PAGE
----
By offering access to funds within 24 hours of working, companies can satisfy a very real need that their workers have. This new pay model poses a potential solution to the employee demand for lifestyle benefits―and it comes at a reduced cost for companies when compared with paid time off and other perks like extraneous wellness programs and company-paid gym memberships. 

However, a specific challenge employers will have to navigate when it comes to everyday pay is making an adaptation in their HR processes. Currently, HR departments organize their payroll activities to reflect the bi-monthly model, meaning that all deadlines are curated to fit this schedule. With everyday pay, companies will have to adapt by utilizing micro-processes that can be used on a day-to-day basis: keeping track of employee clock-ins and clock-outs and adjusting any errors resulting from workers forgetting to properly execute these tasks, will have to be reformatted to fit a daily calculation model. 

“We had to implement a system where we had management verifying the hours and then [have] HR and corporate verifying those hours and making sure that that was happening on a daily basis so we could continue to get everyone paid,” says Wilson. He thought this would be a difficult administrative task but found that it actually benefited his entire company.

He says that the process is kind of like cleaning your house. The idea is that it’s easier to tackle a few chores every day than it is to let many tasks pile up over a longer period of time. Chip now responds to changes in real-time, and has gained better labor data. As a result, Wilson has seen his company’s administrative procedures improve steadily. The commitment to a daily cleanup on the HR front has led to better organization overall.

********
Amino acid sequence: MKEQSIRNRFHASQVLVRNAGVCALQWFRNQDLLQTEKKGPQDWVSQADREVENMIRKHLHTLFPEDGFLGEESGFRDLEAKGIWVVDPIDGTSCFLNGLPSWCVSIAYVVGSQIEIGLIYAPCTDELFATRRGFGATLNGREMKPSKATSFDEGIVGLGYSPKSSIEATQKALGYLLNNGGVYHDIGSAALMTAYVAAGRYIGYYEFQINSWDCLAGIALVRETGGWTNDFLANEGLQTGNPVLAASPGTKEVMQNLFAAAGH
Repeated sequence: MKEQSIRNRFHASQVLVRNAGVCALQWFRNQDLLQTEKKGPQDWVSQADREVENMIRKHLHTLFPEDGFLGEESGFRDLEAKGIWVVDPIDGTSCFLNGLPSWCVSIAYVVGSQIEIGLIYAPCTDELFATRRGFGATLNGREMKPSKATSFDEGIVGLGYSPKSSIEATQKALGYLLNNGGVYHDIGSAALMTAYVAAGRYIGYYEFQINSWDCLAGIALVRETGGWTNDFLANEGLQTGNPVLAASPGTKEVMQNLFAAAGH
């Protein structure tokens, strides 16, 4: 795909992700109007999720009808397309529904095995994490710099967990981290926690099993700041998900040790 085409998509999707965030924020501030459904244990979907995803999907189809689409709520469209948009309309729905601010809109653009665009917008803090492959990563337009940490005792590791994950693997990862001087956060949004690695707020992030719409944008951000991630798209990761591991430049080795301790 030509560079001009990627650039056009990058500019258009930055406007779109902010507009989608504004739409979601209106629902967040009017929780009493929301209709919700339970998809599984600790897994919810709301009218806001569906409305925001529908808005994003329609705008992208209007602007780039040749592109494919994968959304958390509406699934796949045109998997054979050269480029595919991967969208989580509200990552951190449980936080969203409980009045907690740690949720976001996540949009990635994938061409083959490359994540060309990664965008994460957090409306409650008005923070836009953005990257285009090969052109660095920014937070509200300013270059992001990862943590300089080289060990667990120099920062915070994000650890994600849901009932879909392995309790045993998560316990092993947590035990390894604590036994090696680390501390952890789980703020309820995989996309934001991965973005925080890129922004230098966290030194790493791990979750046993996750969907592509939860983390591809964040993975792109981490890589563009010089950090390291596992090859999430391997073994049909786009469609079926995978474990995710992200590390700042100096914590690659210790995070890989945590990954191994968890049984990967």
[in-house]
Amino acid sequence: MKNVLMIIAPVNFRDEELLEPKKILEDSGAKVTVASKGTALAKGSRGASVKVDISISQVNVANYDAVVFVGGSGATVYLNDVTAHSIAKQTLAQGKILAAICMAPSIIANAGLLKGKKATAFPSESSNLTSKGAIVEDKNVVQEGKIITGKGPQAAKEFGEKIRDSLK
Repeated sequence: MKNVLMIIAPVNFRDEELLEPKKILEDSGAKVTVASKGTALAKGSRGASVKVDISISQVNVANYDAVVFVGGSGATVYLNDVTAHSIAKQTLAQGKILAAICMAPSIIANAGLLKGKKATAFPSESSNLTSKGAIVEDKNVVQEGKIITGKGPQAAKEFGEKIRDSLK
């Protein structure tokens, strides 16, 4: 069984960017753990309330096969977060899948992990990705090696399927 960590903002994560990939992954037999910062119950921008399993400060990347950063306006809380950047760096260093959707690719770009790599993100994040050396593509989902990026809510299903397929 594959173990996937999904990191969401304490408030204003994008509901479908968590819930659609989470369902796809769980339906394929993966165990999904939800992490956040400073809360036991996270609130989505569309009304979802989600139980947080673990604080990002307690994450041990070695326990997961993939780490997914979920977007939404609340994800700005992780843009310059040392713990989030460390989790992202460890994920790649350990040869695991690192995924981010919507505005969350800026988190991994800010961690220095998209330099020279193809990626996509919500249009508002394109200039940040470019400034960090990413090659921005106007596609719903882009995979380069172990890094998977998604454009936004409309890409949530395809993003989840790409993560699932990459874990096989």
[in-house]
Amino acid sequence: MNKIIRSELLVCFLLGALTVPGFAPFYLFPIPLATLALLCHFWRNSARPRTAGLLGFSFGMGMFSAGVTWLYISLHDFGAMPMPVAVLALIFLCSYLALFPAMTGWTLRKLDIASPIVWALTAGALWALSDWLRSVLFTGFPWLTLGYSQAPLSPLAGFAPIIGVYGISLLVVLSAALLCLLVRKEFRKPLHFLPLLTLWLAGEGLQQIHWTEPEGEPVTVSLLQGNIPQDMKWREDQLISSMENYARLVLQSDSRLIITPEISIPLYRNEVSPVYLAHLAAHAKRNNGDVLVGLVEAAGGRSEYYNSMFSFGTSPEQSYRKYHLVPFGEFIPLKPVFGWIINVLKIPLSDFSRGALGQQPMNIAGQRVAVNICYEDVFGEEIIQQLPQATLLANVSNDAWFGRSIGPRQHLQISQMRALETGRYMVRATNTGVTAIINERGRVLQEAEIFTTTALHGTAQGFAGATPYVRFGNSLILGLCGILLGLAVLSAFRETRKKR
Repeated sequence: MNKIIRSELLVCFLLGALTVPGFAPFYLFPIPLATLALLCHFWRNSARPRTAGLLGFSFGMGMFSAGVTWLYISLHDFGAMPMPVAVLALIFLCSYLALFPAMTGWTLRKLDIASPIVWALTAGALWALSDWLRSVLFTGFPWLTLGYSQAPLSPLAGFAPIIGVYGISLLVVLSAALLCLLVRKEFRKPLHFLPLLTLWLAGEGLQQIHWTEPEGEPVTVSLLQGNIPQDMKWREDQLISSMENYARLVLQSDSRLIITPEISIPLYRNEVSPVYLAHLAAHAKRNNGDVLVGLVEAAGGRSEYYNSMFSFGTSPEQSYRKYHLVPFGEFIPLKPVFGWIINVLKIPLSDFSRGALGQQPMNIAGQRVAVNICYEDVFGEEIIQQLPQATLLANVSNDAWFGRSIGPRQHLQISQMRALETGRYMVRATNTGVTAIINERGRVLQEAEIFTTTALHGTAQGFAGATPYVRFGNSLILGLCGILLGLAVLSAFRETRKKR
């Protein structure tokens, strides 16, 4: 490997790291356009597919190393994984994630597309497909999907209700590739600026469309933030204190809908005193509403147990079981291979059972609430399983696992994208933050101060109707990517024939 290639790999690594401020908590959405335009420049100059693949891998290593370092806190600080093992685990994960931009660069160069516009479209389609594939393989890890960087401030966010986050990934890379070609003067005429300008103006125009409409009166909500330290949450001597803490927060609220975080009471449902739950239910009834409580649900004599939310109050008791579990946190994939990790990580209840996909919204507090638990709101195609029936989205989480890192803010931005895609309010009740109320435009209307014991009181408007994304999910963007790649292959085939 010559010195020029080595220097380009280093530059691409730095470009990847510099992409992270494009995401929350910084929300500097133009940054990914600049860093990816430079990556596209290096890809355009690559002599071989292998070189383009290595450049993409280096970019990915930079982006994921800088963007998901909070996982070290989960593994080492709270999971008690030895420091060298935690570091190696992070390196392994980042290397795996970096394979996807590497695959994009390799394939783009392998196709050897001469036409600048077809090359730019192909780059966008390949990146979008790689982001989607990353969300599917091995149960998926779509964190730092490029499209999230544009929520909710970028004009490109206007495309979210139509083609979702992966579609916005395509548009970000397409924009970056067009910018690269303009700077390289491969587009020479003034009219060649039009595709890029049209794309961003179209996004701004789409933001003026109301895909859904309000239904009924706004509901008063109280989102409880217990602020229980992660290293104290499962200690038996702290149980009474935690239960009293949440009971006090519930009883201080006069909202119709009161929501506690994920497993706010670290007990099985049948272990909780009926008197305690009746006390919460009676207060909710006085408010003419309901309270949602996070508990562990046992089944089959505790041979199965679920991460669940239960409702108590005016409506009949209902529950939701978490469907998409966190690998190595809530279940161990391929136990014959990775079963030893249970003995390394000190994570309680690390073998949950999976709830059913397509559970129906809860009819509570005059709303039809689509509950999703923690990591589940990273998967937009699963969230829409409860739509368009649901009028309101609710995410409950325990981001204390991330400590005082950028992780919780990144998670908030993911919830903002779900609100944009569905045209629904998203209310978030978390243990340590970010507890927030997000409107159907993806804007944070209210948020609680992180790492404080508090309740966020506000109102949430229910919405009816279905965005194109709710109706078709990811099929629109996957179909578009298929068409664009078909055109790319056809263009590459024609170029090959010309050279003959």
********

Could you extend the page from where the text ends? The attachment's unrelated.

The future of work

The concept of everyday pay signifies a shift from our focus on developing technology for the sake of growing businesses, to a focus on how technology can help make people’s lives the best they can be. This new pay model points to the formation of an environment where employees feel connected to a larger sense of purpose―something that is becoming a priority for many startups. 

Everyday pay is not only evidence of an emerging perception of how employees operate in their lives; it’s an opportunity for employers to build unprecedented empathy for the individuals who contribute to their visions.

Comments (6)

  • Bryan

    This is dangerous thinking. This will create an unhealthy level of dependency. The examples in this article used to demonstrate why this would be beneficial can also be used to show its deficiencies. If a person can not properly budget their income to handle small financial surprises like a flat tire, then how will they ever have the foresight or discipline to save enough of their daily earnings to handle rent, mortgage payments or other larger monthly expenses? It is not the employers’ responsibility to manage employees daily financial needs. Everyone is responsible for their own spending decisions whether you are an employee or an employer. In my business, I have employees that are paid bi-weekly as well as others that are paid weekly. Both types of employees frequently run out of money before their next pay period. It isn’t a problem with how they are paid. It is a problem with how they spend their money once it is received.

    • BJ

      I understand what you’re saying, but I’d say getting paid daily actually encourages people to use their own money to pay for things rather than borrowed money. If history has shown anything, it’s that getting paid on traditional pay cycles isn’t helping a LOT of people budget their money correctly, it just causes them to look for other ways to make ends meet. In fact, its created an unhealthy level of dependency on credit card debt and other more drastic means, such as payday loans. At least by getting paid daily, people can use their money on the things they need to rather than having to pay fees to companies letting them borrow money.